When in use, the wings in their picture like state transformed themselves into living feathers, muscles, and bones. Exactly the same as those, of the ‘Eider Duck’. Her wings when fully extended were the length of her out stretched arms, and when in use created a noisy sound like that of a duck in flight.
Now with clothing to accommodate her extended wings, Bast was able to take to the air whenever she desired, which she did so regularly.
Life on the ‘Conditaneus Cepa’ for Bast was one without break or respite. She was part of everything occurring onboard. Whether it was her lessons; being part of shipboard life, seamanship, navigating by shoreline, rough chart, and star. Bast worked in the rigging, she worked the decks. Bast maintained, cleaned, and could eventually run the comfortable yet work worn vessel singled handedly; loading whatever cargo they were carrying from point to point as dictated by those footing the bill. By the age of 16, Bast was left in charge of the vessel for days at a time. Grandpa would fish down in the stern, leaving Grandma Hazel to her own devices.
An interesting fact about Grandpa and Grandma Hazel that Bast did not pick up on, all due to the familiarity of position and routine of daily exposure, was that Grandma Hazel and Grandpa did not age. They remained entirely unchanged, and oddly, so did the ‘Conditaneus Cepa’.
Grandma Hazel’s stick was a constant source of wonder for Bast. It was a light yellowish brown, and the length of Grandma Hazel’s elbow to middle fingertip. The stick was about as thick as Bast’s ring finger, and looked a bit like a stick someone had picked up walking through bush, snapping the lesser twigs from the sides of it, and peeling away the bark. Slightly tapered, the pointy end was mildly discoloured from poking things, and the handle end was incredibly smooth with wear from many years of handling. The type of stick was apparently from a tree in country yet to be discovered by people that wore more clothes than the current inhabitants. Therefore, undiscovered.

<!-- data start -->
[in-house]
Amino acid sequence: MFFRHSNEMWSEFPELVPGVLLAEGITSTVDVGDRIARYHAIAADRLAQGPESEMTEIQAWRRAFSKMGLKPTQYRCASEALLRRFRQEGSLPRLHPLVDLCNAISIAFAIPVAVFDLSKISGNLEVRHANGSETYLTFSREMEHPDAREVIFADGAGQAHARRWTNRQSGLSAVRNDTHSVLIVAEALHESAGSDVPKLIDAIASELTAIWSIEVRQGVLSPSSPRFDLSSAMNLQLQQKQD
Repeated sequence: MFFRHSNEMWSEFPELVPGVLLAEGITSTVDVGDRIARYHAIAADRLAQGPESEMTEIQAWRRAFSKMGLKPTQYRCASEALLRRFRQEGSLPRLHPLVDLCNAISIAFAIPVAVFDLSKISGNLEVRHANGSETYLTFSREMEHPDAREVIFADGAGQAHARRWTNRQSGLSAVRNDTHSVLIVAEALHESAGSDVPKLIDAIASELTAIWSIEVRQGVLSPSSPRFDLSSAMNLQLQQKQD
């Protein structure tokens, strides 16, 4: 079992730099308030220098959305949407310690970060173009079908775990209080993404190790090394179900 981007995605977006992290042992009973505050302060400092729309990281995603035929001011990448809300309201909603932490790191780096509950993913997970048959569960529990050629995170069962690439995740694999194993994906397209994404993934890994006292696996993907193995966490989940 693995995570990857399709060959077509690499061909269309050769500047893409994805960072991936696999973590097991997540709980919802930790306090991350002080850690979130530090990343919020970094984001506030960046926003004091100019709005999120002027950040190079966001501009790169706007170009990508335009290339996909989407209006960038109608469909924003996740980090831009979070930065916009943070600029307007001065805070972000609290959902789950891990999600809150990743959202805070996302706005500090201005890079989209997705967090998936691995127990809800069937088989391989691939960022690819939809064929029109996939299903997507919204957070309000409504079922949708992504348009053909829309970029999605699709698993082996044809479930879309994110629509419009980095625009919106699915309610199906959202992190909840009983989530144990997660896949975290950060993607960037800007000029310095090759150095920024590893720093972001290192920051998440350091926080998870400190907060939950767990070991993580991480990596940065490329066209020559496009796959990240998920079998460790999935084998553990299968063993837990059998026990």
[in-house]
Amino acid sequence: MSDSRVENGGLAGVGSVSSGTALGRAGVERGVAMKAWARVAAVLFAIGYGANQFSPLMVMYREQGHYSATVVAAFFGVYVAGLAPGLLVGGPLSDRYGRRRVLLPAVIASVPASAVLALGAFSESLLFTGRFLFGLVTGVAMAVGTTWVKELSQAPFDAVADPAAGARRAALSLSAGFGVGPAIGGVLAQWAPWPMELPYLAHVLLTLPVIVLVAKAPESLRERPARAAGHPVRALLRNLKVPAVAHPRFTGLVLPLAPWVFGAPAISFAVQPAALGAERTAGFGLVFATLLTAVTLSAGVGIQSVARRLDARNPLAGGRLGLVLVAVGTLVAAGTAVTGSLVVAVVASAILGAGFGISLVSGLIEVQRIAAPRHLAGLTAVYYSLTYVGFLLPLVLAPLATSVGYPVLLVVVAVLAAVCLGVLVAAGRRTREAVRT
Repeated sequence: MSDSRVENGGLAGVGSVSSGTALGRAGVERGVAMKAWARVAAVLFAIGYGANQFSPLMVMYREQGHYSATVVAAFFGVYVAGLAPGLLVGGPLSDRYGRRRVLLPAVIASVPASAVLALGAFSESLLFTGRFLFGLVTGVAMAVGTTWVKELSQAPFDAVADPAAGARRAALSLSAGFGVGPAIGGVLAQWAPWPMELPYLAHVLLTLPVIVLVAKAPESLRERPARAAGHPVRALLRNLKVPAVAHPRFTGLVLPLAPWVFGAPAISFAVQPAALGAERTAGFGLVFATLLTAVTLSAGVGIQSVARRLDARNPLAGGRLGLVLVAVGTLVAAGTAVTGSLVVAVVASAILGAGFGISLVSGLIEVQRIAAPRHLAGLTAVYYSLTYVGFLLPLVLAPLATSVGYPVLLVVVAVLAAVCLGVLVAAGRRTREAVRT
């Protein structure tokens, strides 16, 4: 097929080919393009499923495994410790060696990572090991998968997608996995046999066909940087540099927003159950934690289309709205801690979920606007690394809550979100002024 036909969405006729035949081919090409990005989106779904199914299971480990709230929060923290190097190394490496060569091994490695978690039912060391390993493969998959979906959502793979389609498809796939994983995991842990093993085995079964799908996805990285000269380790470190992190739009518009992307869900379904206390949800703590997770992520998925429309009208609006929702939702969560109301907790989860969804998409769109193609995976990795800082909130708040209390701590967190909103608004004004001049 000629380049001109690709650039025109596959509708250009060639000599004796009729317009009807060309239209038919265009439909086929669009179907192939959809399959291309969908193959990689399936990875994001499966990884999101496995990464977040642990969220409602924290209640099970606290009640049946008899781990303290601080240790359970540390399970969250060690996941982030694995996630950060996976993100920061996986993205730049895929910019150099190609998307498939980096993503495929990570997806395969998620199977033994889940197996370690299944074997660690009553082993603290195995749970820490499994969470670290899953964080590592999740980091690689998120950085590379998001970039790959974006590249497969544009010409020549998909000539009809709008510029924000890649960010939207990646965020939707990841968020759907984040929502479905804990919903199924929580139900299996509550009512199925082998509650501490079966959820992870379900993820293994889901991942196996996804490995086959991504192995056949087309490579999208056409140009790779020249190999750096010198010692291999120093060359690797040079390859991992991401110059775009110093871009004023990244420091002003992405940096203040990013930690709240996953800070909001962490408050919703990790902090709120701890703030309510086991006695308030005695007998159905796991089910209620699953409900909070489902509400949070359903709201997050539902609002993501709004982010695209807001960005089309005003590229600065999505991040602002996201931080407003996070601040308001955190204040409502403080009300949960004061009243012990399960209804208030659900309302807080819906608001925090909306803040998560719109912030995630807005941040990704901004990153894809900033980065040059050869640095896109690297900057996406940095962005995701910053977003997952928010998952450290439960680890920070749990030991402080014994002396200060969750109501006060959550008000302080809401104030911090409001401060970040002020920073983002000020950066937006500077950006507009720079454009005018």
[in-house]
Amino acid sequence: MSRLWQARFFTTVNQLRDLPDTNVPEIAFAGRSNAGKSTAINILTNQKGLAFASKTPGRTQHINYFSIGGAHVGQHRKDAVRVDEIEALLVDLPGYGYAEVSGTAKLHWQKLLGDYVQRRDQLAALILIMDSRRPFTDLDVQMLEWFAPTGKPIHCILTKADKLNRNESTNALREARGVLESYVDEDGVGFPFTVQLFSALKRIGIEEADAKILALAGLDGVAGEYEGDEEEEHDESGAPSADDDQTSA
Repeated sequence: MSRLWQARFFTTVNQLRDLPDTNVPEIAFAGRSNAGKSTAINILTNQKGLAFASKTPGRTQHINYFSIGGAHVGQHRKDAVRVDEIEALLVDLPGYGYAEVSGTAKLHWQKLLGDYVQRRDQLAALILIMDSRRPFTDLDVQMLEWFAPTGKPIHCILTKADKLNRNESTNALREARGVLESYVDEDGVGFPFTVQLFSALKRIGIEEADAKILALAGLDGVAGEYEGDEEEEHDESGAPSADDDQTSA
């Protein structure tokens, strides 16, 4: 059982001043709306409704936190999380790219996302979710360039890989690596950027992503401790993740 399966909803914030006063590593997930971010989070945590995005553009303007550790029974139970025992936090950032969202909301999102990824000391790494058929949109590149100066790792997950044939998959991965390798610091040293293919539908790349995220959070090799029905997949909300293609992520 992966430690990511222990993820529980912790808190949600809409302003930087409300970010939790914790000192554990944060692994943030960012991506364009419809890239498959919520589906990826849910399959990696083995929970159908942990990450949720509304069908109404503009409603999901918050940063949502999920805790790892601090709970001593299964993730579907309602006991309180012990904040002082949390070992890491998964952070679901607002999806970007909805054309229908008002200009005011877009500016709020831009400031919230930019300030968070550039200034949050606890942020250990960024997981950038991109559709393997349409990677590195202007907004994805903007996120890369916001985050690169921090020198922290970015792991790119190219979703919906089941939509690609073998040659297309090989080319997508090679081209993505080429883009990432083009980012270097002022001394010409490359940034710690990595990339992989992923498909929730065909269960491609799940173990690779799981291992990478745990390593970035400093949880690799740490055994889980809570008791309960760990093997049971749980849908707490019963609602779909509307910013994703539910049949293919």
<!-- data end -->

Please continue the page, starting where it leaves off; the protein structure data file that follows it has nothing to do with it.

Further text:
Unlike all other lessons Bast had received at the hands of Grandma Hazel and Grandpa, lessons involving the stick had to be conducted ashore. Initially Bast was somewhat perplexed by this, and it wasn’t until Grandma Hazel sneezed whilst holding it, did she fully appreciate the destructive power of the stick, which misfired, destroying roughly an acre of bush as a result. Bast secretly believed that this was a sneaky set up on the part of Grandma Hazel, done to impress her. And it most certainly did.
Once more, the lessons began.
The stick Grandma Hazel wielded was called “The Stick”, disappointing Bast somewhat as it was neither inventive, nor inspiring as far as name and drama were concerned. Grandma Hazel rarely had cause to carry it about her person whilst onboard the ‘Conditaneus Cepa’. For the most part it had been employed elsewhere. Propping windows open, removing spider webs, and on occasion Grandpa had used it to stir his tea. Being an object that had never once been hidden or taken as something to be wary of, and was always in plain sight, it was therefore, invisible.
The picture above needs clicking. I ain’t down here for your money, I ain’t down here for your love…………………
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2 Comments Add yours
Love this ~ I must read more! Also, thank you for the song (never heard the acoustic version before). x
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A pleasure groover, pleased you liked it. Yes, I actually prefer that version these days. his album It’s on ‘B’ Sides & Rarities if you are interested. Thank you so much for the comment!